THE AISLE SEAT - by Mike McGranaghan
"ESCAPE FIRE: THE FIGHT TO RESCUE AMERICAN HEALTHCARE"
Last week, I began my review of Doctored by saying it was the third medically-themed documentary I'd seen in a month's time, along with Head Games and Cut Poison Burn. Now I'm saying that Escape Fire: The Fight to Rescue American Healthcare is the fourth such doc I've seen in a month's time. Even though some of the same material is covered in all four films, each one has made an impression on me, and their collective impact is enormous. I don't think I'll ever look at medicine the same way again. I'd recommend seeing them all, but if you can only see one, Escape Fire is probably the one to catch, as it's the most universal.
Directors Matthew Heineman and Susan Froemke make the argument that America doesn't really have a healthcare system, but rather a pain management system. It has been predicted that, within a decade, healthcare costs could reach $4.2 trillion annually. Despite these rapidly rising costs, the care we are receiving is not always effective at making the problem go away. According to the film, 75% of current healthcare costs are spent on preventable diseases or, as best-selling author Dr. Andrew Weil says in an on-camera interview, things that could be improved by lifestyle choices. Testimony from other experts, including former Medicare/Medicaid head Dr. Don Berwick, points out that modern medicine has become about getting rid of one small part of the ailment (i.e. pain) rather than eliminating it in its entirety. Surgeries are done, prescriptions are written. And since pharmaceutical companies rely on selling lots of refills, there's little motivation to ever truly “cure” anything. Escape Fire is not critical of doctors; it recognizes them as being dedicated and compassionate. It is, however, critical of insurance companies that won't pay for alternative or non-invasive treatments, drug companies that create lifelong users, and an entire system that allows these things to happen.
A major reason why healthcare is in such bad shape is that doctors are paid on a “fee for service” basis, meaning that they have to see more clients in a day than ever before, and they get higher reimbursements with more complicated procedures. One of the most interesting people we meet in the film is Dr. Erin Martin, who leaves her practice over frustration that she can't spend as much time with patients as she'd like. She tells the camera that she's not interested in raising her “productivity level,” but rather in providing top quality care. Seeing fewer patients means less money for her clinic, though, so the pressure is there to cram in as many as possible every day. Dr. Martin's frustrations are shared by physicians everywhere. Another compelling subject is Dr. Dean Ornish, whose studies have shown that heart disease can be reversible with proper diet and exercise. Despite a comparatively easy solution, the medical system continues to authorize shunts and other surgical procedures for patients with coronary issues. Dr. Ornish is frustrated by this, but once again, the current system makes common sense approaches unprofitable.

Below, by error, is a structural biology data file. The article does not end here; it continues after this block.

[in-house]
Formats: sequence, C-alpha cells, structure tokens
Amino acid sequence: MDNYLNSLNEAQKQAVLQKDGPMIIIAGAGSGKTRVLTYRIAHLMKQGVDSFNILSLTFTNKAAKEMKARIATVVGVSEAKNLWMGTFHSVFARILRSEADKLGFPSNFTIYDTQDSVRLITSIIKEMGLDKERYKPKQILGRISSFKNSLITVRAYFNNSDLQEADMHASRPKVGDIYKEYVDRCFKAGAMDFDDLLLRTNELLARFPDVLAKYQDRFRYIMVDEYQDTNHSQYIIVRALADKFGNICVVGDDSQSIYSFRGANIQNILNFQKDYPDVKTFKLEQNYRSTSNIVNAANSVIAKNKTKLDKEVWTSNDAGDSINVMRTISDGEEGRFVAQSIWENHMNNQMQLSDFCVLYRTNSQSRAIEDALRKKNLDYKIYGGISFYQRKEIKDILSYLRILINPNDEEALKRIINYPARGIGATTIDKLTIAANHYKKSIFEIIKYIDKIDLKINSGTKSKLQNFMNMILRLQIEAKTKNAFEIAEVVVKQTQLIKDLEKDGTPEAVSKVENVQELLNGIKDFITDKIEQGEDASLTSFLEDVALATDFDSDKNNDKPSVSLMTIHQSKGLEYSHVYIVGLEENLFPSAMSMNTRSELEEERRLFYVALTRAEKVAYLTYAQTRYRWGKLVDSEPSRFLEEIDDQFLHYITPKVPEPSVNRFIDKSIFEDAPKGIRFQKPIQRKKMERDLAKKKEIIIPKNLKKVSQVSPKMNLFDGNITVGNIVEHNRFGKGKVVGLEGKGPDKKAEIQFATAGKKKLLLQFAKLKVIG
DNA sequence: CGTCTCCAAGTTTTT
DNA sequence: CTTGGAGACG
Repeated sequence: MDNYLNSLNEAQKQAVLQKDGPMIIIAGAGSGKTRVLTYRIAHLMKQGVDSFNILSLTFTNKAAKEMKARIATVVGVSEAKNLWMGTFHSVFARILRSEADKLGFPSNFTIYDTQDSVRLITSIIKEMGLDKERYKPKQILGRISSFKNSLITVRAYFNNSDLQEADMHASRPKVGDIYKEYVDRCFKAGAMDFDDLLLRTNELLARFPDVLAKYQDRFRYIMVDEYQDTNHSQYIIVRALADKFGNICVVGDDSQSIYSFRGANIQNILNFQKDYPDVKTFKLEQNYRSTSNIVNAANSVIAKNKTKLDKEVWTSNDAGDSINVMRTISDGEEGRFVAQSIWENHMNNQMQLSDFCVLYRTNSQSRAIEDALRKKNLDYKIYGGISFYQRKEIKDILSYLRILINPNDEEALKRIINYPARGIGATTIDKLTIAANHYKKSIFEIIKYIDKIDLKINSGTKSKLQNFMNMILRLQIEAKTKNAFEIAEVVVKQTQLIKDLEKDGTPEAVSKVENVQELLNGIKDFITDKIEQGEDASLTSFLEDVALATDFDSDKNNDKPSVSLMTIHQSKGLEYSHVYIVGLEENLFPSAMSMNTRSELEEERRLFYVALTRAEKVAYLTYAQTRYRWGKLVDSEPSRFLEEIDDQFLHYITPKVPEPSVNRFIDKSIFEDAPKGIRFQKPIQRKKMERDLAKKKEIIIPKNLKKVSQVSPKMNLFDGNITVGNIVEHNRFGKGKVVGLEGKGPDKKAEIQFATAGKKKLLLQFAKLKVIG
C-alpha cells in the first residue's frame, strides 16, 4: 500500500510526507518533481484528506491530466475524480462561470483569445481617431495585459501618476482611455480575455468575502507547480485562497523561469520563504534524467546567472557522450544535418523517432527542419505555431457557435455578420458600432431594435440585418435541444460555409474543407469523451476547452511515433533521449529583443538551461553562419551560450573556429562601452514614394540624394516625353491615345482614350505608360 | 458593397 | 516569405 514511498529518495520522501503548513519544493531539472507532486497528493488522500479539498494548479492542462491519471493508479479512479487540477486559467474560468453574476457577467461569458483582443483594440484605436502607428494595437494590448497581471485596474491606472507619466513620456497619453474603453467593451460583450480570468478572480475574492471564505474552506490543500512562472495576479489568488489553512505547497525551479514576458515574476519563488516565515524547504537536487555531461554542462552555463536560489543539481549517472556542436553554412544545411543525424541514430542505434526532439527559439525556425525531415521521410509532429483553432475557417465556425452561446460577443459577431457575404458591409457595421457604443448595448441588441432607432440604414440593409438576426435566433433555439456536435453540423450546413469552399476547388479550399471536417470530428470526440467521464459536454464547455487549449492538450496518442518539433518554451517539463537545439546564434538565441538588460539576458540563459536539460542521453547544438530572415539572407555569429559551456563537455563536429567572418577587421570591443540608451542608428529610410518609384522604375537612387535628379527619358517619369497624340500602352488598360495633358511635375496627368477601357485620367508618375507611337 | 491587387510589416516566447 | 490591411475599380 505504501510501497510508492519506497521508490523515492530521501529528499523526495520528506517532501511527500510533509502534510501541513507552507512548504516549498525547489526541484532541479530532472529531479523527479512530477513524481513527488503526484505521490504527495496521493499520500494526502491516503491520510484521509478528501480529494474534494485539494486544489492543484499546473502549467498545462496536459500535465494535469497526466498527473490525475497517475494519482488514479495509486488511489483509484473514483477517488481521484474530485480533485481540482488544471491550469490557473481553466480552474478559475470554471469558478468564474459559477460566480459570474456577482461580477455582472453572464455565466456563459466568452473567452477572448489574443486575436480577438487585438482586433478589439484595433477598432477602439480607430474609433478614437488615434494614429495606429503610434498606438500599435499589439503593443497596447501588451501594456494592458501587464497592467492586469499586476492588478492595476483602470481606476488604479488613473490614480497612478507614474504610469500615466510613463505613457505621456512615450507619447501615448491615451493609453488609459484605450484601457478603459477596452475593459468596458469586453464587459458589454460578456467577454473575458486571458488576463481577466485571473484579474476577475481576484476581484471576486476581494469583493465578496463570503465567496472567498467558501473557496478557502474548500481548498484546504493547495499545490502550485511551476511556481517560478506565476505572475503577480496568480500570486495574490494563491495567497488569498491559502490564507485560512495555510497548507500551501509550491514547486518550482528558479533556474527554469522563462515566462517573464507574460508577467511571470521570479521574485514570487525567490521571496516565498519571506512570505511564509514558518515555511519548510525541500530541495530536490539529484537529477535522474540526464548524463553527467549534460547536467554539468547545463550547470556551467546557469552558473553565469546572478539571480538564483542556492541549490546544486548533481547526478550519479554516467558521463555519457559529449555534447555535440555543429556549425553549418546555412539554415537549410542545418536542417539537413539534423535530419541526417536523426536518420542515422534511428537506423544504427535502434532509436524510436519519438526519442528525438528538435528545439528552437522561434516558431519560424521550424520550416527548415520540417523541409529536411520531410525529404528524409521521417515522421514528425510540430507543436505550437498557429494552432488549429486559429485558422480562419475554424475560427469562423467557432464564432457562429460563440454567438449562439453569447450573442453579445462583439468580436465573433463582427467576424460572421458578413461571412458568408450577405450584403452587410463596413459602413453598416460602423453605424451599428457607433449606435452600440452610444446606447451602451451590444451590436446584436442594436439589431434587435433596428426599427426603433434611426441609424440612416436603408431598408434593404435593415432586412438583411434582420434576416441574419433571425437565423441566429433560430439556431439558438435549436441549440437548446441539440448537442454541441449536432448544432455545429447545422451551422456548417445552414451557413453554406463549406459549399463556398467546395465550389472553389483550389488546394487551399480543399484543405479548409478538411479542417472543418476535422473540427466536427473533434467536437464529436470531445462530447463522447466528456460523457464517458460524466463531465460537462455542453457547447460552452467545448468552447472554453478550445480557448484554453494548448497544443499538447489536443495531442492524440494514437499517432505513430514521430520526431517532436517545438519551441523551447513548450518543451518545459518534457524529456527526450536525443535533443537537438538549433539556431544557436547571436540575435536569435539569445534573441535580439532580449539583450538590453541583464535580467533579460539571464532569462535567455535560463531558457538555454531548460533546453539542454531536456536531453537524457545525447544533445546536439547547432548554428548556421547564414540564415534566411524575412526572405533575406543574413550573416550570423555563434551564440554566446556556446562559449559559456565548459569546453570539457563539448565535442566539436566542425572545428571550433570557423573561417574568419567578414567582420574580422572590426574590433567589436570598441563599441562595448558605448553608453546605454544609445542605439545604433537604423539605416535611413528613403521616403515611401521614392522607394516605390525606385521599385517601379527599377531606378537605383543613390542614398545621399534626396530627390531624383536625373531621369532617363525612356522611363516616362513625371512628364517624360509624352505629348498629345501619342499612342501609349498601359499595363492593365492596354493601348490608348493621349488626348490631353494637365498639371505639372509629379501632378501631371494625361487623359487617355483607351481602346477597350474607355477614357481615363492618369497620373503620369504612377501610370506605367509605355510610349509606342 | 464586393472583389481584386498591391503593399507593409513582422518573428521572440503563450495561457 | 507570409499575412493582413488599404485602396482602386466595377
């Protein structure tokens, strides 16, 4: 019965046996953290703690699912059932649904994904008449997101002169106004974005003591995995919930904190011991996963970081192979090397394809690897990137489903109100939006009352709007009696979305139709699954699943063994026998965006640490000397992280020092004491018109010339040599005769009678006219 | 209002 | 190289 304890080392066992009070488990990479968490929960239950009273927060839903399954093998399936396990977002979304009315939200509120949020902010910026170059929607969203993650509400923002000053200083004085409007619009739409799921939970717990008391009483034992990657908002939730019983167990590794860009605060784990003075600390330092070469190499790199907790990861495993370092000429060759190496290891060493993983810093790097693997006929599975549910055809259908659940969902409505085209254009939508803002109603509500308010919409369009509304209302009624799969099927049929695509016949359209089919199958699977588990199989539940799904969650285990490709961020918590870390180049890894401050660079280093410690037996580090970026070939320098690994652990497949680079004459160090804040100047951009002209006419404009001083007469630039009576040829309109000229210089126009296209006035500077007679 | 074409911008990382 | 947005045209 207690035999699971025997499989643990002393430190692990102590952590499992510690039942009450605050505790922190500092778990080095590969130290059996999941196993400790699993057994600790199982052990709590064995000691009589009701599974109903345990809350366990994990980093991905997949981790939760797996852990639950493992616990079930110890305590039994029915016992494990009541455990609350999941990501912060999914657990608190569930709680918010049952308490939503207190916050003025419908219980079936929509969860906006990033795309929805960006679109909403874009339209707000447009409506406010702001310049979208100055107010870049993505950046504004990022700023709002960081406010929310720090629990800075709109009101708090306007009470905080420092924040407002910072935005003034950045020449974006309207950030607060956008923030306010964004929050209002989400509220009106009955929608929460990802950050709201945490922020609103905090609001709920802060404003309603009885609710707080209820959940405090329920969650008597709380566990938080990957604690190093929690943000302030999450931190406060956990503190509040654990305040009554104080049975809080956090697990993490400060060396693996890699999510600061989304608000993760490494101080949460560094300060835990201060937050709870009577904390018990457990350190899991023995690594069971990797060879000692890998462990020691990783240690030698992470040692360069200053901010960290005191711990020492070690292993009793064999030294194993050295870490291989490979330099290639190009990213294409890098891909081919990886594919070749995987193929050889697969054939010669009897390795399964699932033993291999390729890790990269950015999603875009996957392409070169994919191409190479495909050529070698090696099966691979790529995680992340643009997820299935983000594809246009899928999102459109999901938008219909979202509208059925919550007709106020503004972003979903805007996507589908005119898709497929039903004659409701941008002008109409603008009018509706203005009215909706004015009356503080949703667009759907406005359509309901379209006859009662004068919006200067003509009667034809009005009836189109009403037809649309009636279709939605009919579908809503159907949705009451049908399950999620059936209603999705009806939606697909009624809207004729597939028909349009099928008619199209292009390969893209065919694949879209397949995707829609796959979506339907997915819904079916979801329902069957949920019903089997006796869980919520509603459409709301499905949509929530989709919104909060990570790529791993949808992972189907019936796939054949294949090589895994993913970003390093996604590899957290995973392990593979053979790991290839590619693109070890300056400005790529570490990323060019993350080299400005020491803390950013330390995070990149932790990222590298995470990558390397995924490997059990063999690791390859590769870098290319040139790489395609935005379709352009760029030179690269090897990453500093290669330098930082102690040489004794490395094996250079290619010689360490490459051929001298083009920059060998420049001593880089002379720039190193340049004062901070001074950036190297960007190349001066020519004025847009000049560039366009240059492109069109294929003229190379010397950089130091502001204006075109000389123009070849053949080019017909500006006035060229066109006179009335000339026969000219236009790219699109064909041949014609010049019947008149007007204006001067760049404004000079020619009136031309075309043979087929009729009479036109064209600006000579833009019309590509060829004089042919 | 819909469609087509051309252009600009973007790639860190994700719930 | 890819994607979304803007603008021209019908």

Escape Fire uses the example of Sgt. Robert Yates as a case study. When we first meet Yates, he's on a transport plane coming out of Afghanistan, so pumped up with pain meds that he can barely stand. The medical staff on the plane have no clue what all his pills are. Once at Walter Reed Hospital, Yates opts for alternative therapies: acupuncture for his pain and guided meditation to deal with his post-traumatic stress disorder. These things prove remarkably effective. Most people would be scheduled for surgery to take care of the pain and prescribed psych meds for the PTSD. Why? Because those things generate a profit for somebody, somewhere. Are they more effective for the patient? Not necessarily.
Does this have you thinking yet? Escape Fire: The Fight to Rescue American Healthcare is 95 straight minutes of information and perspective that will clarify many of the lingering doubts you may have about your medical treatment. (And let's be honest – we all have them.) Heineman and Froemke pace the film so that it's easy to understand while still achieving great depth. The way they make each point through someone's personal story does a lot to drive the message home. Escape Fire is also briskly paced, always engaging, and never dry or esoteric. In this election year, healthcare has become a key issue. It deserves to be. This documentary pinpoints the things about our system that desperately need to change, for the good of each and every one of us. It also gives some excellent suggestions on how to achieve this change. If you plan on visiting a doctor this year, make sure you see this film first.
( 1/2 out of four)
Note: Escape Fire can be seen in theaters, on demand, and via iTunes.
Escape Fire: The Fight to Rescue American Healthcare is rated PG-13 for some thematic materia. The running time is 1 hour and 35 minutes.
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